The arguments show that schools have a relatively well-developed system of introduction and adaptation of new pupils: We use social and communicative games to pull-in a new child into the collective of a class or a group work. Each new pupil has a mentor. Some schools declare their decision to develop a comprehensive program for new pupils.
The lowest evaluated criteria AVERAGE School consult with organizations, which bring together people with handicap, how the school should provide the wheelchair access 5,1 The access to homework contributes to learning of all pupils 5,3 Self-evaluation and evaluation support the performance of each pupil 5,4 Pupils work during lesson together 5,5 School staff produces or makes available sources (materials) to support learning and active participation of all pupils, teachers and parents 5,5
Generally teachers don't make differentiation and individualization of homeworks. An example of a good argument is: We differentiate homework, enter optional tasks, use the class library, internet classroom. Some tasks are awarded on a voluntary basis; sometimes pupils have the opportunity of their choice.
For this item is characterized a really high dispersion of value between schools: Pupils regularly evaluate not only the results of their activities, but also the learning process and the causes of success or failure. They are looking for ways to make a change in their own learning. Regularly used self-evaluation of pupils allows them to reflect their knowledge, skills, level of key competencies. At the end of group work we perform evaluations (writing - a questionnaire, or oral). Information books are based on weekly and monthly self- evaluation.
Criteria with the largest varianceVariance Does the school consult with organizations, which associate people with handicap, how the school should provide the wheelchair access? 4,29 Teachers and assistants for pupils with SEN encourage and promote active learning of each pupil. 4,19 Does the school create its classroom so the respect of all pupils equally is clear? 3,45 Self-evaluation and evaluation support the performance of each pupil. 2,25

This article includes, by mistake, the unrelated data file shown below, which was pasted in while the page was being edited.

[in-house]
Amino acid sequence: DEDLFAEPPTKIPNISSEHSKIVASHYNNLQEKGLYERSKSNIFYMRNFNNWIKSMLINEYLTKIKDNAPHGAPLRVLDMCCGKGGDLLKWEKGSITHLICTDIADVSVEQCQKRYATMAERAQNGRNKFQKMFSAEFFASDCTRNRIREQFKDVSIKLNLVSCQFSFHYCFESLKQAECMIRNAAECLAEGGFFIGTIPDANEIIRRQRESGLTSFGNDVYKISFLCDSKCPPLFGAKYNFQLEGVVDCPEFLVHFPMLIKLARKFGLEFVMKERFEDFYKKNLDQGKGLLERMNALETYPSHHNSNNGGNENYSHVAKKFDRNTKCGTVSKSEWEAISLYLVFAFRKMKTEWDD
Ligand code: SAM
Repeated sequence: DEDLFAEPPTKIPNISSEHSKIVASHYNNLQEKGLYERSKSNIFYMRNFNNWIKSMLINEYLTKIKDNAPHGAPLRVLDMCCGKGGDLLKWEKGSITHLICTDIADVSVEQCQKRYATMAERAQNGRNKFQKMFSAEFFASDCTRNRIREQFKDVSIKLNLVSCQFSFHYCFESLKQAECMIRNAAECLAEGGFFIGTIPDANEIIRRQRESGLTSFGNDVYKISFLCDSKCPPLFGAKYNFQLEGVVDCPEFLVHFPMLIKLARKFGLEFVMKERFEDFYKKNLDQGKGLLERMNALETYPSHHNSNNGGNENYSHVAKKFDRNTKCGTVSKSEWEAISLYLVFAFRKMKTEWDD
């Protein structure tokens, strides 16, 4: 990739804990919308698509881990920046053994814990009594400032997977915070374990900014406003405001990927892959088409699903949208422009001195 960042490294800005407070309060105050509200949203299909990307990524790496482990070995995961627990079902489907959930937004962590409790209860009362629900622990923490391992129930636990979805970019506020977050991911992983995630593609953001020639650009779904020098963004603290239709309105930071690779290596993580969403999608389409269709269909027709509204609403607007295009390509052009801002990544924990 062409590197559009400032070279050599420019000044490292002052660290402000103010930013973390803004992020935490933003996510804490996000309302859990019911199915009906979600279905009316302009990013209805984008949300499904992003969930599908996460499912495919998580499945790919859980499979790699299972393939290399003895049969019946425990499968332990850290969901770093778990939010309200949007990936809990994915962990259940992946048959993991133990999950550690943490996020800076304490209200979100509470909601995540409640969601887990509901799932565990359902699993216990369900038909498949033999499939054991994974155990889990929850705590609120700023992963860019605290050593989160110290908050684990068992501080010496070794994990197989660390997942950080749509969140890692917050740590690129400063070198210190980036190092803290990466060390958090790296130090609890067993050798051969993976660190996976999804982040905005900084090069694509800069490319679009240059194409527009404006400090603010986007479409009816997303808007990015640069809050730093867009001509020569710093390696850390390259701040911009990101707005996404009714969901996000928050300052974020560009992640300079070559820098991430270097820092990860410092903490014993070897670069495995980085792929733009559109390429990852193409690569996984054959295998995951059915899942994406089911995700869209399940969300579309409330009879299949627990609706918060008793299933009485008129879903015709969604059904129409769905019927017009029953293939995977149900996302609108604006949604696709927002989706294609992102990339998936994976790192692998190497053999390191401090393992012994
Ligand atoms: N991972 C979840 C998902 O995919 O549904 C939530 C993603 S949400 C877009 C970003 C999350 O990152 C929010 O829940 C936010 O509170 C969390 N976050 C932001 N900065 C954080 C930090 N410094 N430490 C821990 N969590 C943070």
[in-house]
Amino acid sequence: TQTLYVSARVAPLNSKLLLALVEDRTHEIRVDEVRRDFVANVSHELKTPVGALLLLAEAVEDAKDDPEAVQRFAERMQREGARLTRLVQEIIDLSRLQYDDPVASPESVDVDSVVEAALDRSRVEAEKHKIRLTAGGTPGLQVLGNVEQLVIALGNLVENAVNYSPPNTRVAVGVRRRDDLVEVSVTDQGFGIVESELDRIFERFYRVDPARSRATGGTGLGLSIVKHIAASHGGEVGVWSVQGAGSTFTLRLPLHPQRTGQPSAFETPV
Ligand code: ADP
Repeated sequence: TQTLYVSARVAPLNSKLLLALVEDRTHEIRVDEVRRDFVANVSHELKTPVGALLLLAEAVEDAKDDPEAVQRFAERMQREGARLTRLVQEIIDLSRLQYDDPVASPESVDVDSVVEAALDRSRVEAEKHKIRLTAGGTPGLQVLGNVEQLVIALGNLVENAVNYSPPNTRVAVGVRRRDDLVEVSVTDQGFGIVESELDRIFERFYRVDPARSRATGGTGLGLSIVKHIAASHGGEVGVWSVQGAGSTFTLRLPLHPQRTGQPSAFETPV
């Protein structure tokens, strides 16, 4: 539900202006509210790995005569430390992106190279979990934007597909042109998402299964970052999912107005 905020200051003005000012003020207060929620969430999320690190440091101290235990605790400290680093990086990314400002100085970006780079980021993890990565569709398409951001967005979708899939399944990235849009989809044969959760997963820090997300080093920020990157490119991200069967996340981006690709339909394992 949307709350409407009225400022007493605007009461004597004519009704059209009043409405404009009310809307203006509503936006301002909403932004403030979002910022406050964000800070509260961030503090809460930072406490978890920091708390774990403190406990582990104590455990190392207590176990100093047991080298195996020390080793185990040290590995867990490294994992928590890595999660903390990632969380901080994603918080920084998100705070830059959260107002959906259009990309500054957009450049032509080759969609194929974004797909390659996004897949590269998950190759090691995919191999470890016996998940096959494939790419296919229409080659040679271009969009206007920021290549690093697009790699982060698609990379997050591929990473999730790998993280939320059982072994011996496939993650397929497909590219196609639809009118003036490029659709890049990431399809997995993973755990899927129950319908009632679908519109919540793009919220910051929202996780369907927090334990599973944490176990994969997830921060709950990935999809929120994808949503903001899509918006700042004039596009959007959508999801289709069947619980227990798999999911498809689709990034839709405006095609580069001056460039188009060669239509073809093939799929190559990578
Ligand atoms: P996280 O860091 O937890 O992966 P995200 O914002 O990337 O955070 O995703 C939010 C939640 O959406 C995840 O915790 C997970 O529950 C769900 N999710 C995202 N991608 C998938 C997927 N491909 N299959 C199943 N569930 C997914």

Conclusions Big differences were found in the self-evaluation of school at the quantitative evaluation of indicators: Average school evaluated the best was 6,7. The lowest degree by self-evaluation was 4,7. High values also take other measures of central tendency at median and mode: The value of mode is 7 in five schools. Median acquires value 7 in four schools, value 6 in three schools and value 5 in one school.
Teams of teachers for their argumentation often used the irrelevant answers that were too wide, general and unspecified or did not respond to the question. One school was significantly different by its specific and factual argumentation. This school also excelled in the content analysis of the school curriculum.
From teachers’ feedback, we found that the tool itself is demanding: To the time of respondents. To the communication of team and the arguments. To the formulation of new objectives and actions. On understanding the importance of some criteria of inclusion and guidance questions of teachers themselves in Czech schools. Research tool requires revision - reformulation of some partial criteria, its slimming for easier and more objective use in the conditions of the Czech schools. 19 criteria 93 indicators